The least peated Scotch single malt whisky? Technically, all of the malt that gets dried via coal / hot air should have a 0 ppm count. But the Glengoyne Distillery goes out of their way to highlight the fact that they never peat their whisky. It's their way of saying, Our malt doesn't hide behind peat and smoke.
And as much of a peathead as I am, I have to say, Glengoyne makes a good whisky.
As I have whined about previously, it's been hot as hell in Southern California. We had over seven consecutive weeks of 90 degree temperatures, several times cresting 100. That's not good Ardbeg-drinking weather. Seriously. A lot of bourbon highballs and/or beer going on in this home.
I went out looking for a lighter malt for the summer. I was happy to discover Old Pulteney 12, and Mr. Powers is always there when needed (rain or shine). I'd been window shopping Glengoyne for over a year, then about two months ago the 17-year made an appearance at an OC Scotch Club event. I enjoyed it. I thought about it some more, then was able to get my hands on a little sample (Thank you, Bob!).
Some notes on Glengoyne:
The distillery sits on the border between the Highlands and the Lowlands. The distillery building itself sits on the Highland side. The warehouse sits on the Lowland side. The whisky's light character could often be likened to a Lowland, but there's still some heft and burl lurking just underneath to remind one of the whiskys north of the border.
The distillery opened in 1833 as "Burnfoot". The Lang Brothers purchased it in 1876 and changed the name to Glenguin, then to Glengoyne in 1905. The Brothers' company held onto the distillery until the 1960s. In 2003, Ian MacLeod Distillers purchased it from The Edrington Group and refurbished the entire whisky lineup.
It remains a small distillery; its capacity is approximately 1/10 that of Glenfiddich. If I'm doing my math right (using figures from the Malt Whisky Yearbook 2012), they're keeping 20-25% of their malt for their single malt range. Since they're owned by a well-regarded blend producer, it's likely that's where the majority of the malt remainder goes. I did some online snooping of their historical whiskys and it looks like they rarely sell casks off to independent bottlers.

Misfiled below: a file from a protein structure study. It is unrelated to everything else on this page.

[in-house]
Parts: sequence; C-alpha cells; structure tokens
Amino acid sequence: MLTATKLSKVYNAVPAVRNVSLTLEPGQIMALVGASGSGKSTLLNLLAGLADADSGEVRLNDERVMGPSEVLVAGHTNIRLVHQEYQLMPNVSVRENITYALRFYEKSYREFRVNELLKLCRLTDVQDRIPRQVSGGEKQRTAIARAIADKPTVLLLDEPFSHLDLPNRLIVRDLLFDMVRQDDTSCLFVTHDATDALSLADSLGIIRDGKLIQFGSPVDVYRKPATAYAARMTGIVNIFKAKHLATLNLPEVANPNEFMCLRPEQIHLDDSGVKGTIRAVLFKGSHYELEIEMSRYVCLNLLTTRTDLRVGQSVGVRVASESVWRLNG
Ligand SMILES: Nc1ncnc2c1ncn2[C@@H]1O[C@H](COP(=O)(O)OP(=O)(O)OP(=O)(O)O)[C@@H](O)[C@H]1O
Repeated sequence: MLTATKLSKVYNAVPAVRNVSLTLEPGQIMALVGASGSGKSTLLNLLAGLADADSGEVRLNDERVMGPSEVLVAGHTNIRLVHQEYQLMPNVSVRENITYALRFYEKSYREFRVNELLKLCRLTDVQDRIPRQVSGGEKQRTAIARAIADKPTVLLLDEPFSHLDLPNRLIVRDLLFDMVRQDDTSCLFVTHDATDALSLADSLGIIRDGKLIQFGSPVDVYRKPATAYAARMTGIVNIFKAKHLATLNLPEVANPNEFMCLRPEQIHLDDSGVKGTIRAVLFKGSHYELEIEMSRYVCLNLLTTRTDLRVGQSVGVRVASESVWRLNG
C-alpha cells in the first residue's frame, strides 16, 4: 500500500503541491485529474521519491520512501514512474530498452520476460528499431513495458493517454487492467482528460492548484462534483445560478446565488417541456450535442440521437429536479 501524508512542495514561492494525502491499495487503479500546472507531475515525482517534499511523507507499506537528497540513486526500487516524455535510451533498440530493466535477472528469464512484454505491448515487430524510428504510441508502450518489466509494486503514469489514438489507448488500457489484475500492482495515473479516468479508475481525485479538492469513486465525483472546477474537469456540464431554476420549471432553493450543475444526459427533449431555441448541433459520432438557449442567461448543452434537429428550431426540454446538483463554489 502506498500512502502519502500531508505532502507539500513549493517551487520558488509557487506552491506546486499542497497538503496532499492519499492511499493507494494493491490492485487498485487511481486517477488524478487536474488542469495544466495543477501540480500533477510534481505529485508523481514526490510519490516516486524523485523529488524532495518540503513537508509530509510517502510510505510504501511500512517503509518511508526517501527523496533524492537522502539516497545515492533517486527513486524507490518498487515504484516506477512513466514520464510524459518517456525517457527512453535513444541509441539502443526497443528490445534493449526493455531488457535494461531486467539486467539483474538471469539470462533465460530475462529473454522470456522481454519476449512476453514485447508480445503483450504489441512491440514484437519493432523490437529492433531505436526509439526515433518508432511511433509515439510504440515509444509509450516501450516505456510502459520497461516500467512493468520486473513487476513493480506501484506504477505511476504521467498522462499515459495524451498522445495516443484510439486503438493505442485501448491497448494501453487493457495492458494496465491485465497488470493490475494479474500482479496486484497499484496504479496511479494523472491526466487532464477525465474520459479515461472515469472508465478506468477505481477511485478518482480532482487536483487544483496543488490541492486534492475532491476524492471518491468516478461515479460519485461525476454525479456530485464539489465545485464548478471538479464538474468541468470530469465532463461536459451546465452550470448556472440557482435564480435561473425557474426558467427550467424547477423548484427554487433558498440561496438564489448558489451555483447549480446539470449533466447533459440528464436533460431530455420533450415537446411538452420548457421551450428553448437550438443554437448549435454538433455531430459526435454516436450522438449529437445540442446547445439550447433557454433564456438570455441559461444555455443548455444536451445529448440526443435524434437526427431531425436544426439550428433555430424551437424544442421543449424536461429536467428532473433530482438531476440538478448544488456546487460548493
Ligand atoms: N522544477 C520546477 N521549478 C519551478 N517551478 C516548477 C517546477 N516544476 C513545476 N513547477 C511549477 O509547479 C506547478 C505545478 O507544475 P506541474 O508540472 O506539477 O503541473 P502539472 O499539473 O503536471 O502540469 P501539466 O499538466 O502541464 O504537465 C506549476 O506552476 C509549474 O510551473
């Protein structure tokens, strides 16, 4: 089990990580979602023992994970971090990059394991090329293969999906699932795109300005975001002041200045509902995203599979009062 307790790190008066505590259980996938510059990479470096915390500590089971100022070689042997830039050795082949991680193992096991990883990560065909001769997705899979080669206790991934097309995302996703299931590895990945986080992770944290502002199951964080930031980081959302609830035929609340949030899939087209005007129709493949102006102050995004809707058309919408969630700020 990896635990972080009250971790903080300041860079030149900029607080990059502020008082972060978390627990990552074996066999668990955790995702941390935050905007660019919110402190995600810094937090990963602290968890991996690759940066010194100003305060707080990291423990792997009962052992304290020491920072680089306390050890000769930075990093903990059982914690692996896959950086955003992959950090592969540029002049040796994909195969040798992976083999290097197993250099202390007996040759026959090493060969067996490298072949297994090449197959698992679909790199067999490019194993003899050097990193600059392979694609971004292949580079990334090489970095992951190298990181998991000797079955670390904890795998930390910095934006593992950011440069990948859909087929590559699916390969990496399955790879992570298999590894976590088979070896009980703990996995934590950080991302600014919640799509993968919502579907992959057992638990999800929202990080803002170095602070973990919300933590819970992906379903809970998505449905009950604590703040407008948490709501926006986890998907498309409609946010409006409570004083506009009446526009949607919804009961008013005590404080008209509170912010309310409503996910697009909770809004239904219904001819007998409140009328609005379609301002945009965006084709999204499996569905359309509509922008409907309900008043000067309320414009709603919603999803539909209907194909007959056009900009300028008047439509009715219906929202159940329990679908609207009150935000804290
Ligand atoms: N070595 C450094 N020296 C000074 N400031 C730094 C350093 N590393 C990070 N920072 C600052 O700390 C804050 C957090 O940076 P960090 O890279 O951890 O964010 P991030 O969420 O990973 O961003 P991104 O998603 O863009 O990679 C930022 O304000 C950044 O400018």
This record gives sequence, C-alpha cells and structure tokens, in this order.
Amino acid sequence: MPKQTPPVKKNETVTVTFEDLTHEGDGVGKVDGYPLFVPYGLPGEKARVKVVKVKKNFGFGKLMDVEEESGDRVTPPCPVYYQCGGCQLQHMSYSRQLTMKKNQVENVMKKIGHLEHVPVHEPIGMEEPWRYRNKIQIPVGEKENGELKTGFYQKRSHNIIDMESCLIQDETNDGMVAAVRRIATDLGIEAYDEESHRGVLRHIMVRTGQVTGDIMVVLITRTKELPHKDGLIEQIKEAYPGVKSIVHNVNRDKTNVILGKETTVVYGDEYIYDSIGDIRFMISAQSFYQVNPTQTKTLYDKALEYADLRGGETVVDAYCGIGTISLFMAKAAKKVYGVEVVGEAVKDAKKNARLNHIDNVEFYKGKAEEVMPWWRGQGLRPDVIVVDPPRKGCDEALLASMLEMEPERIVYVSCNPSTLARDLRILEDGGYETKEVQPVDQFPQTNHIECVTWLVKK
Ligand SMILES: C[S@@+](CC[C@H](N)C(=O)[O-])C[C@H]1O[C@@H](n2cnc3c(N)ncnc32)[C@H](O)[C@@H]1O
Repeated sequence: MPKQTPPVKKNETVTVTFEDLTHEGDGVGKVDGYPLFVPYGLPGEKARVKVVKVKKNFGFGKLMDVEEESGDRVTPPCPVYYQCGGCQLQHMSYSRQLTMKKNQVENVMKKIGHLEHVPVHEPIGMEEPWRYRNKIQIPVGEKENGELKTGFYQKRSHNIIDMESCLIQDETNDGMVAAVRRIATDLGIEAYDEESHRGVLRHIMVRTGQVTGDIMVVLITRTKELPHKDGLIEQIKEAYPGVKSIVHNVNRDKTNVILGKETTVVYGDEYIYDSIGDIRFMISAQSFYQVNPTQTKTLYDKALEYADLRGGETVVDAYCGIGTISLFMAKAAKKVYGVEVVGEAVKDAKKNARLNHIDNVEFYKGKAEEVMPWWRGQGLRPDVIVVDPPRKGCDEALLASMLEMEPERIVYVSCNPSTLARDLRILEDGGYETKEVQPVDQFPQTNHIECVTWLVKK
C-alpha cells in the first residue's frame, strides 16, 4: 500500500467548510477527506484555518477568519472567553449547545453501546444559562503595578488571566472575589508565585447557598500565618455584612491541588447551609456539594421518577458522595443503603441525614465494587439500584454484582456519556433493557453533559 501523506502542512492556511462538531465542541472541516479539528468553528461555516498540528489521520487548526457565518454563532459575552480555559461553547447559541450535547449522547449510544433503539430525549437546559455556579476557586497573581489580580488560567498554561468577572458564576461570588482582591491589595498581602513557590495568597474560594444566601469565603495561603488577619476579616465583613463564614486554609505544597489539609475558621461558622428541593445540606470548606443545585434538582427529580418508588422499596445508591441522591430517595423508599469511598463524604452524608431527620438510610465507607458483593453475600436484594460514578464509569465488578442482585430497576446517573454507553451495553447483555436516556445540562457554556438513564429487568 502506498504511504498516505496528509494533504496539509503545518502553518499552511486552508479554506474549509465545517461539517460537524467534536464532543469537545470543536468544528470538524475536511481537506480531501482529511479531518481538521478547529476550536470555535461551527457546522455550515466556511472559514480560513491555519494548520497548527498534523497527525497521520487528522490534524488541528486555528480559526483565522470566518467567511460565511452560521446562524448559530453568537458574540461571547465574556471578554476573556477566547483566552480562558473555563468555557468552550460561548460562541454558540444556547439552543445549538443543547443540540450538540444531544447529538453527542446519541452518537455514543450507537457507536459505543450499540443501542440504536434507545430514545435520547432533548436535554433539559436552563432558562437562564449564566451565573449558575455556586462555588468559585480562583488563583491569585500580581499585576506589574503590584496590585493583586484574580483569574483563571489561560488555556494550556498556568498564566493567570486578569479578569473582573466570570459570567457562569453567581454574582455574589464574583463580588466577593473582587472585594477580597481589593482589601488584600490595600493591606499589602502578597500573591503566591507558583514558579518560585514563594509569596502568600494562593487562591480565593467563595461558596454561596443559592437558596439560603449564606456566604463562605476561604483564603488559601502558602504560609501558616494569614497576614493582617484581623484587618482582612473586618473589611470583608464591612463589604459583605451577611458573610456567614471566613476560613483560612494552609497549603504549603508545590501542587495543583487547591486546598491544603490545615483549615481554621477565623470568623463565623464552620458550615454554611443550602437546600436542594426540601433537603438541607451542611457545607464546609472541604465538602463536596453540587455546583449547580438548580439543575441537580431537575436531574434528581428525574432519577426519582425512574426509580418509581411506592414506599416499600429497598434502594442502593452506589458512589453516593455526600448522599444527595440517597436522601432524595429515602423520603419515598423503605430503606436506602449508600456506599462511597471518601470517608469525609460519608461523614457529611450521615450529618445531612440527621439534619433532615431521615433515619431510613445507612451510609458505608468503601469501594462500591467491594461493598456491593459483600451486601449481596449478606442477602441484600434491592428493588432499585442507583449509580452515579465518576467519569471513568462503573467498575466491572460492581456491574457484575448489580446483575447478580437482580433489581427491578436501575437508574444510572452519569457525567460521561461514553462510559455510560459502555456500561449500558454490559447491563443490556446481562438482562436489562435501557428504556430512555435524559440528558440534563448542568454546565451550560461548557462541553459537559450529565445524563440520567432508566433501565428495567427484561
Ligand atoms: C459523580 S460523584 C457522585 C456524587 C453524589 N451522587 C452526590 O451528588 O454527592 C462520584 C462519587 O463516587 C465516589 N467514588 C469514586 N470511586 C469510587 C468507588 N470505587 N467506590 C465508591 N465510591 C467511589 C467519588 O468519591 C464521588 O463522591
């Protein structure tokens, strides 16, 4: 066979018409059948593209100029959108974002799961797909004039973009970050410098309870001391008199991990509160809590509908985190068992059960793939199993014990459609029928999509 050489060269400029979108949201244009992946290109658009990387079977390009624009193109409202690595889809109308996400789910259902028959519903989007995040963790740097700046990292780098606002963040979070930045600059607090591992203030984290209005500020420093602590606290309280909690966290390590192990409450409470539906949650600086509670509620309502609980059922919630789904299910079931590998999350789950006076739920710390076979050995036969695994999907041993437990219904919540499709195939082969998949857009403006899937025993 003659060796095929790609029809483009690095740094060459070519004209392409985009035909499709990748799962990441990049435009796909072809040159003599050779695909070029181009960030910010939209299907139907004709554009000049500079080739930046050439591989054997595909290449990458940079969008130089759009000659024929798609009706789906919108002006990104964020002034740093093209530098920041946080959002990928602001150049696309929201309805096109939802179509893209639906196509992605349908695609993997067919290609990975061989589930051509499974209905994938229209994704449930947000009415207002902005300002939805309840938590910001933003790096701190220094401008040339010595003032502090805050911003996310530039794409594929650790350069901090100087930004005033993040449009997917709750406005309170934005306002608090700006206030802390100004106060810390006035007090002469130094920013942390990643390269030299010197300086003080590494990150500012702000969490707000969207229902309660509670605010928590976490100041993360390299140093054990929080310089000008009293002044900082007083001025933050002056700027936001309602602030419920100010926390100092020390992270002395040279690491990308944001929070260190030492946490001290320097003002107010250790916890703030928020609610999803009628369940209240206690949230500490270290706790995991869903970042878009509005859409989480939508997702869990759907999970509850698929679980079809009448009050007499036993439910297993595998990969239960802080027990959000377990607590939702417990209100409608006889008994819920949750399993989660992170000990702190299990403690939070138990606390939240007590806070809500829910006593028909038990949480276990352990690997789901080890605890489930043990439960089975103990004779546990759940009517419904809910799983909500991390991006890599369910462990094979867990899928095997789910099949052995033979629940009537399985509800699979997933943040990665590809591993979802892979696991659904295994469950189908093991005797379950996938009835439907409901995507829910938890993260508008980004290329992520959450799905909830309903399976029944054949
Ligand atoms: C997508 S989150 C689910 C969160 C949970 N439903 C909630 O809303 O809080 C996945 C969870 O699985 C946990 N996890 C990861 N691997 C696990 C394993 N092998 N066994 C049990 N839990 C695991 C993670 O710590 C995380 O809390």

Their regular range had recently consisted of a 10yr, 12yr (non-US), 12yr cask strength (non-US), 17yr, and 21yr. But even more recently, they've made some changes. Aside from unveiling new packaging, they've taken the age statement off the cask strengther. They've added a 15yr, and have swapped this 17yr for an 18.
Before this switcheroo, here's how the US range had been matured:
10 year - 80% ex-bourbon American oak, 20% ex-sherry European oak
17 year - 65% ex-bourbon American oak, 35% ex-sherry European oak
21 year - was 50% ex-sherry, then in 2007 was changed to 100% ex-sherry European oak
Okay, I've exhausted my tired brain of The Facts. Let's get to The Truth.
Ownership: Ian MacLeod Distillers
Age: minimum 17 years
Maturation: at least 35% first and refill ex-sherry European oak, the rest is ex-bourbon American oak
Region: Highlands (South)
Alcohol by Volume: 43%
The color is a medium gold, or perhaps a brass with red tones eased in. The nose. Ah, the nose. At first raisins, prunes, and mild vanilla. Then buttered bread, brown sugar, and cinnamon. Then cherry kirsch, pancakes and syrup, and bread pudding. There's also a subtle french onion soup note of saltiness and beef broth that actually works as the bass guitar of this band. The texture is very syrupy. The palate starts out with ice cream profiteroles (the puff pastry, vanilla bean ice cream, and hot fudge all together). Then some Werther's candies. Maple syrup, caramel syrup, and then some light notes of stone fruits. The finish is all old-school candyshop sweets: caramels, toffee, butterscotch, and rock candy. The vanilla, maple syrup, and stone fruit notes remain as well.
Yeah, I didn't add water to this one. I enjoyed it as it was too much. In fact, I was afraid any water would break it, as the whole structure is so light. It really is a good warmer weather whisky, probably best in Spring.
I'm giving this a high rating, mostly due the dynamite nose. It needs some time, maybe up to 30 minutes, in the glass. But it's worth the wait. The finish is very good as well, showing off the miracles of malt + oak. Since Glengoyne appears to be phasing this whisky out, I'll probably seek out a bottle before it's all gone.
Availability - Some liquor specialists
Pricing - $70-$80 (note: three LA-area stores carry this for fifty dollars. Yes 50, for a 17yr. I'm not revealing which stores, but they're not hard to find.)
Rating - 88